‘Magic Breathing’ Helps Even the Wildest Kids Calm Down
Have you ever been so upset that someone told you to “take a deep breath”? When we are stressed, frightened or in pain, we automatically tighten up and hold our breath. Over time, that can lead to headaches, anxiety and even high blood pressure.
Learning how to stay calm is a very important life skill. Unfortunately, many people in our culture never learn it (or can only calm by eating, sleeping, watching TV or using drugs and alcohol). Yet all adults—and children—have a powerful natural stress-reducer: simple breathing!
Just a few sloooow breaths (magic breathing) can quickly bring a sense of peace. Magic breathing helps impulsive toddlers learn to turn their motor off. With a little practice, your little friend can learn how to use this superb self-soothing skill anytime he’s frustrated, scared, hurt or mad. It is a self-control tool your child can use forever.
It’s best used for toddlers over 2 years of age (who can already wait patiently wait for a minute).
How to Practice—And Teach Your Kid—Magic Breathing
This skill is as simple as breathing, but before you teach your bouncy little tyke, it’s important for you to learn it.
First, You Practice:
- Relax your face. When the house is quiet, turn off the phone and take 2-3 minutes for yourself. Sit in a comfy chair, uncross your legs, put your hands in your lap, drop your shoulders, and––most important––let the tiny muscles around your mouth and eyes get very soft and relaxed.
- Take a few slow breaths. Slowly inhale through your nose (as you silently count to 5) then slowly exhale through your nose (for another silent 5 counts). Make a little whooshy sound as the air flows in and out, and never hold your breath.
- As you breath in, let one hand slowly rise and as you breathe out, let it slowly drop.
Practice where your child can watch. He may get curious and want to imitate you.
Now, You’re Ready to Teach Your Little One:
When he comes to watch you:
- Say, “Breathe with Mommy.” Start by leading him through a couple of fast breaths (2 counts in, 2 counts out), using your whooshy sound and hand motion to guide him. Don’t get frustrated if he can’t do it right away. It may take a dozen tries for him to get the hang of it.
- Reward any breathing with encouragement: “Good breathing!” “Good following my hand.” Give a hand check and immediately follow it up with a little play. (Later in the day, gossip about his good breathing to your spouse, his teddy bear or a birdie outside.)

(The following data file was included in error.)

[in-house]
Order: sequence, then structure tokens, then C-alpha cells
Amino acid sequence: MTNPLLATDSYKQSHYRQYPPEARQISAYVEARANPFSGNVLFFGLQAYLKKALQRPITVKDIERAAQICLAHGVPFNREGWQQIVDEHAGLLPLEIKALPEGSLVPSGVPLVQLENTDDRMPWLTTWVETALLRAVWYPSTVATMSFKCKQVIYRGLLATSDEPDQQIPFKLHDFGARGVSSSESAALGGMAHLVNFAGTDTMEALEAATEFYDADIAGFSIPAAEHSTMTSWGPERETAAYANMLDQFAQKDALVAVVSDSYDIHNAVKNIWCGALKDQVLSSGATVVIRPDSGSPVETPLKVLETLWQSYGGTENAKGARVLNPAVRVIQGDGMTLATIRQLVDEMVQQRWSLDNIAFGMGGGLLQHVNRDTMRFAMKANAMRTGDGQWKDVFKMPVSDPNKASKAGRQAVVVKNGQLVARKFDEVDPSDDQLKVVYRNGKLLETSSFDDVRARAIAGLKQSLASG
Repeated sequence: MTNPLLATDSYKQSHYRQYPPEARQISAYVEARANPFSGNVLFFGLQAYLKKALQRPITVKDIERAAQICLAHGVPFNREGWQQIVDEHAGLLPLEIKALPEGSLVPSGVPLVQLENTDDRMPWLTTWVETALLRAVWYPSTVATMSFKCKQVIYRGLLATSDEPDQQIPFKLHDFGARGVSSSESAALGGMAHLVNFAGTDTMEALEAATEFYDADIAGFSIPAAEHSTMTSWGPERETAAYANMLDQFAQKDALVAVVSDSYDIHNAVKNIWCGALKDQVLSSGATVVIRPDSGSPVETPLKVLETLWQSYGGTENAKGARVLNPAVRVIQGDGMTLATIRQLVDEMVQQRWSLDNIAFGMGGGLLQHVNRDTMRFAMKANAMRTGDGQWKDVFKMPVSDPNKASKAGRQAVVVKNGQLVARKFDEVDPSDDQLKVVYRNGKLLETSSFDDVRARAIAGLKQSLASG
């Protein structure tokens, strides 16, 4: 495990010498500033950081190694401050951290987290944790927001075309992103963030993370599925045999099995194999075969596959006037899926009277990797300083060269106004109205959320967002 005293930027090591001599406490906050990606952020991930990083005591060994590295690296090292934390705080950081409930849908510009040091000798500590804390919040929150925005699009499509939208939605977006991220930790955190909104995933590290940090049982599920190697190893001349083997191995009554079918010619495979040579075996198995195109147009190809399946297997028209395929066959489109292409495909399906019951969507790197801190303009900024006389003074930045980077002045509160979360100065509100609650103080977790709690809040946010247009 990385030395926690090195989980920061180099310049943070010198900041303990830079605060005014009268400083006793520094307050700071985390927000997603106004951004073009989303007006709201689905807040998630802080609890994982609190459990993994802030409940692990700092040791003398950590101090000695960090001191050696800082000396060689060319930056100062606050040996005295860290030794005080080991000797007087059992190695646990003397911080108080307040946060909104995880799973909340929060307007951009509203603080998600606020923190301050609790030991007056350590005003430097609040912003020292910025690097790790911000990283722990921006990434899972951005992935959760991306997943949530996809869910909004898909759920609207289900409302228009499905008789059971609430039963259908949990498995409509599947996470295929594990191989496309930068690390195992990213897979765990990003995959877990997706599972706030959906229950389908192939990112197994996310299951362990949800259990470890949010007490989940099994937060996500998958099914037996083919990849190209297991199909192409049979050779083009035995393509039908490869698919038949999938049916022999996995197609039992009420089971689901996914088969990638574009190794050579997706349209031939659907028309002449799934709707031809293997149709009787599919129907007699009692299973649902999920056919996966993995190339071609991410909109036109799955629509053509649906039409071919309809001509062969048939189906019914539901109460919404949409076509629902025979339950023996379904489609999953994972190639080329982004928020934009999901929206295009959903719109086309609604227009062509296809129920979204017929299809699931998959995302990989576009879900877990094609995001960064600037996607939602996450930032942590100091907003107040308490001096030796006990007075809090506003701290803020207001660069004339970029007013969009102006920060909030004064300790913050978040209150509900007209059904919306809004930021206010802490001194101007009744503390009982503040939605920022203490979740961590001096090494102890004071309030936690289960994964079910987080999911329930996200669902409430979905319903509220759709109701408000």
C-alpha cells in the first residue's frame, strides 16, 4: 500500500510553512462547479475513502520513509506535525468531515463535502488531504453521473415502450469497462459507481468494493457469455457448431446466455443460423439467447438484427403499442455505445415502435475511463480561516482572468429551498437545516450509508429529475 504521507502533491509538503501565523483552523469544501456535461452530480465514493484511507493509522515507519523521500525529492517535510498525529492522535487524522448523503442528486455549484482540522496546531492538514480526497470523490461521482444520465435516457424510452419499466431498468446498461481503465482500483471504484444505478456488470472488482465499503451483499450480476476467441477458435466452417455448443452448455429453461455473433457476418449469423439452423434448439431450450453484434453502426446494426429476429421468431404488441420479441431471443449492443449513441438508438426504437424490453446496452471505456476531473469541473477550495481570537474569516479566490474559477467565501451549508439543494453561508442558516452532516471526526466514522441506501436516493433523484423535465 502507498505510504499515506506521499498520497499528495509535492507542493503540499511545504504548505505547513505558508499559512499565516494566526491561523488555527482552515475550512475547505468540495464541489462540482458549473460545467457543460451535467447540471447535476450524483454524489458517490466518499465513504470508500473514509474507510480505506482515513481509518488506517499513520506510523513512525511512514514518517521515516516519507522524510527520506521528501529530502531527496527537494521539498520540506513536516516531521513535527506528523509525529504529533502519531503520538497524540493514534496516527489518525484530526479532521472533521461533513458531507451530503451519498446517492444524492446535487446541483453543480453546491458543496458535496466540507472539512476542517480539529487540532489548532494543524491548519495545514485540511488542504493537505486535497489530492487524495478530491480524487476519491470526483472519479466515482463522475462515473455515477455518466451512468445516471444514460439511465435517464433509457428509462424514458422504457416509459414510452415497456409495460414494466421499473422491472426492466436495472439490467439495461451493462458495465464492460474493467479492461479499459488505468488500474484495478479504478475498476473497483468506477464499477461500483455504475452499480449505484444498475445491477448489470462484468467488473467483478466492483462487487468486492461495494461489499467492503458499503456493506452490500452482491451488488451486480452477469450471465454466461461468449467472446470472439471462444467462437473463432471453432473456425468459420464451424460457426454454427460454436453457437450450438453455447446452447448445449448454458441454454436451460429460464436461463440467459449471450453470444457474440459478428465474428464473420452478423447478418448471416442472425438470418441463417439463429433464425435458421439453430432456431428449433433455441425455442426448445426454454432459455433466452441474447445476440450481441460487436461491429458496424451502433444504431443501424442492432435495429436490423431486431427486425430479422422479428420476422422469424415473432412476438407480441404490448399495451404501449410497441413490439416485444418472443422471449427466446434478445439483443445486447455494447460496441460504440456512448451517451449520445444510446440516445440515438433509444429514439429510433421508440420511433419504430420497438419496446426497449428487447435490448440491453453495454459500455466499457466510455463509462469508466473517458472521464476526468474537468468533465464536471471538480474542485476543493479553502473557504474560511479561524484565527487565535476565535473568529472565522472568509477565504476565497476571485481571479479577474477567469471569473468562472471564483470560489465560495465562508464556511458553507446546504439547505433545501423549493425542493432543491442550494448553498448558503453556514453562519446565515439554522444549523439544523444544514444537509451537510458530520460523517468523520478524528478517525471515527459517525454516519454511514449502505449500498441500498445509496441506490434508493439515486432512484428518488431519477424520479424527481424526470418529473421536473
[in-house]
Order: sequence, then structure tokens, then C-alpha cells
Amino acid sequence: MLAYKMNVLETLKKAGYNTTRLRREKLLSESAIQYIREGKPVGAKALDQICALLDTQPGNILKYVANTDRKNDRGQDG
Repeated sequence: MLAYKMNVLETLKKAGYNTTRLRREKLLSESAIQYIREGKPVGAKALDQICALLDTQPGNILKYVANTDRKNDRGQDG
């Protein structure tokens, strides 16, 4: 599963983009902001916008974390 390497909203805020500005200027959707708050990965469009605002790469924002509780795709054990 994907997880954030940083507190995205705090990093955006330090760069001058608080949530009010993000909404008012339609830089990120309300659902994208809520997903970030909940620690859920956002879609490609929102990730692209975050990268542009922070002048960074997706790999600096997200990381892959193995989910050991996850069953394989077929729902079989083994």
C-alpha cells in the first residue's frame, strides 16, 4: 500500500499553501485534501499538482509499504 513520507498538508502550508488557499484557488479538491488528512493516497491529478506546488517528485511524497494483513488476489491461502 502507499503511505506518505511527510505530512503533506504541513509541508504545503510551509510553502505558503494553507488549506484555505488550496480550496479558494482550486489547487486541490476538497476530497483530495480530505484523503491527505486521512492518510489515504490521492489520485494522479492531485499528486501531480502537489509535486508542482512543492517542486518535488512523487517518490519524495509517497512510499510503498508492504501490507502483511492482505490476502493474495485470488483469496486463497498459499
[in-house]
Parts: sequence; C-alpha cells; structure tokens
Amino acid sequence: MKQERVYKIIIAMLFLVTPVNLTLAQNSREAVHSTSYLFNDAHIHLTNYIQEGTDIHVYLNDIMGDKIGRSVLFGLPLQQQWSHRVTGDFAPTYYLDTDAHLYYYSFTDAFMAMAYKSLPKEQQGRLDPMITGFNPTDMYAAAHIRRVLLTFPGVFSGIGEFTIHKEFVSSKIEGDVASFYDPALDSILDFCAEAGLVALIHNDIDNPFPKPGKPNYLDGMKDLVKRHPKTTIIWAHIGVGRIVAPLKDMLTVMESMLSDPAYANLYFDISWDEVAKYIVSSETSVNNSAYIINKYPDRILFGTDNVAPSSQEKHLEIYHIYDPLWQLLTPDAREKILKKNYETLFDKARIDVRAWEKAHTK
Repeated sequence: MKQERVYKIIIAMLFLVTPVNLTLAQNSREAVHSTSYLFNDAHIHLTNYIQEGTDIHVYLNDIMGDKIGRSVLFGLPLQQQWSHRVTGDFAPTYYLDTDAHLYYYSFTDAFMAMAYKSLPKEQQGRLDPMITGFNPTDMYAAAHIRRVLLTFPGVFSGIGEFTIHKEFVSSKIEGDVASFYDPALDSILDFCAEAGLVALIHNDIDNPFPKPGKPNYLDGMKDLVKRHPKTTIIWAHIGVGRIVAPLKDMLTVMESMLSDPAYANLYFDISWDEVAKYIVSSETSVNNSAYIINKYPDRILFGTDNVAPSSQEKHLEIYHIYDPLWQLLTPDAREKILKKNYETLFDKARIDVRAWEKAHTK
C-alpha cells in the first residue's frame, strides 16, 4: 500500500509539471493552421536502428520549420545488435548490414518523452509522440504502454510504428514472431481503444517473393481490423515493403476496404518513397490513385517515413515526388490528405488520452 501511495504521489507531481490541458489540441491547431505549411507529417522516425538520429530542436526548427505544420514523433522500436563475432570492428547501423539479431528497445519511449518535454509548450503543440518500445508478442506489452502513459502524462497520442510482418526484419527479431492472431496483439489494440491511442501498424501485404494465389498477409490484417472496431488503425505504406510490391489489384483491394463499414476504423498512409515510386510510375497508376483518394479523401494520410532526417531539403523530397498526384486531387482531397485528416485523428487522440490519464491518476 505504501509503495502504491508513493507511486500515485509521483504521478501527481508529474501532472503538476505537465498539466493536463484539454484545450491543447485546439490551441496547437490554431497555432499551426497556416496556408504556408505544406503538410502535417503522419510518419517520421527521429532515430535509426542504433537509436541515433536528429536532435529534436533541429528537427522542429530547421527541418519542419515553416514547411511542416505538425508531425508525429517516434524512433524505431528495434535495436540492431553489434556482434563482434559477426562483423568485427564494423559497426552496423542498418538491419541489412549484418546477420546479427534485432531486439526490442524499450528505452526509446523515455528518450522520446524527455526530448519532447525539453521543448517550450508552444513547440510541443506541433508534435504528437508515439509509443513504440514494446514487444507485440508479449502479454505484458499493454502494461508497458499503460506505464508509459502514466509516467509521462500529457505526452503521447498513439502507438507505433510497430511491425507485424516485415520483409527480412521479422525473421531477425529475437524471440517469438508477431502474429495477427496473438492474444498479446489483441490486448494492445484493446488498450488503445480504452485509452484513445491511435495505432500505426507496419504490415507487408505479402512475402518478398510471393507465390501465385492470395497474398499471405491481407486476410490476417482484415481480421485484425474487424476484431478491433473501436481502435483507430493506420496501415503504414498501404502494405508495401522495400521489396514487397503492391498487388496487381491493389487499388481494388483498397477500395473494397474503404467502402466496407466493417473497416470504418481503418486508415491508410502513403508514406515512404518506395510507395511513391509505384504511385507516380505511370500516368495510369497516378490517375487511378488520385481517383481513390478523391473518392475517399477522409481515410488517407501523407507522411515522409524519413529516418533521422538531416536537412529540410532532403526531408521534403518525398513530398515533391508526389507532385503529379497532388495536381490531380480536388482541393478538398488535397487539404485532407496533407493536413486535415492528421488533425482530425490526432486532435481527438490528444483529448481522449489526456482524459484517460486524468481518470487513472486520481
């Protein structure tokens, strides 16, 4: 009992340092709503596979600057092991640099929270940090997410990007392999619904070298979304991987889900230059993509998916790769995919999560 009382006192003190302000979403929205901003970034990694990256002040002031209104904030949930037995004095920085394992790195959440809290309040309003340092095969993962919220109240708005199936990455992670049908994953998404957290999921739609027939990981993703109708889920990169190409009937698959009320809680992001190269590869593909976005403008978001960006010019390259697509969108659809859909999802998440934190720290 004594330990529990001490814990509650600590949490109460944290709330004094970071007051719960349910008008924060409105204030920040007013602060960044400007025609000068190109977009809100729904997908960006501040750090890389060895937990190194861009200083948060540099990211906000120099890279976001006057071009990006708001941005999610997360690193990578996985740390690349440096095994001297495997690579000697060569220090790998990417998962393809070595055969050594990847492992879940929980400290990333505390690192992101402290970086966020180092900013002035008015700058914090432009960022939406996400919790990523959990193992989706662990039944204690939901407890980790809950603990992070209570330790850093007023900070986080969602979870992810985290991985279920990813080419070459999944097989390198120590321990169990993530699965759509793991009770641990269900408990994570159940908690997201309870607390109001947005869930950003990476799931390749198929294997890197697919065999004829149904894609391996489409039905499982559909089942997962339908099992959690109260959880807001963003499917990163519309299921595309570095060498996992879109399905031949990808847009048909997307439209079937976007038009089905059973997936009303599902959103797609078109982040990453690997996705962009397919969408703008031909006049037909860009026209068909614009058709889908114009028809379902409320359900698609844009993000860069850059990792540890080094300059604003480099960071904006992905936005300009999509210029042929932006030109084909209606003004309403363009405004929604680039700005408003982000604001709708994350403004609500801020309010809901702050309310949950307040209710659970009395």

- Gradually, lead your child through more and slower breaths (aim for at least 5 breaths at a sitting). Once he gets good at magic breathing, practice it in different places and at different times of the day.
Extra Tips for Magic Breathing
- Be a role model. Your child will learn magic breathing faster when he sees you doing it every day.
- Time it right. Do it before a nap or after eating, when your tot’s already a bit relaxed.
- Pick a “magic” place. Kids love the word “magic”! Pick a “magic” spot to sit and “magic” pillow to sit on. (It will be even more special if you tape pictures of “magic” trees or butterflies on the wall of your “magic” spot.) He’ll instantly relax as soon as he sits and starts to breathe.
- Don’t be pushy. If he resists, offer to do something fun after his magic breathing. If he still refuses, say, “No problem.” Then get busy with something and ignore him for a few minutes. Try offering the breathing again later that day and the next. If your child refuses every time, wait a month or two and try again.
- Practice often. Kids who practice magic breathing every day quickly become little experts at self-calming.
- Combine breathing with play. Even wild kids will take a few breaths when they know they’ll be rewarded for it. So, do a couple of slow breaths, followed by something fun, followed by a final breath or two after the play stops. This is a great way for your uncivilized little friend to learn how to self-soothe even after hectic play.
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Disclaimer: The information on our site is NOT medical advice for any specific person or condition. It is only meant as general information. If you have any medical questions and concerns about your child or yourself, please contact your health provider.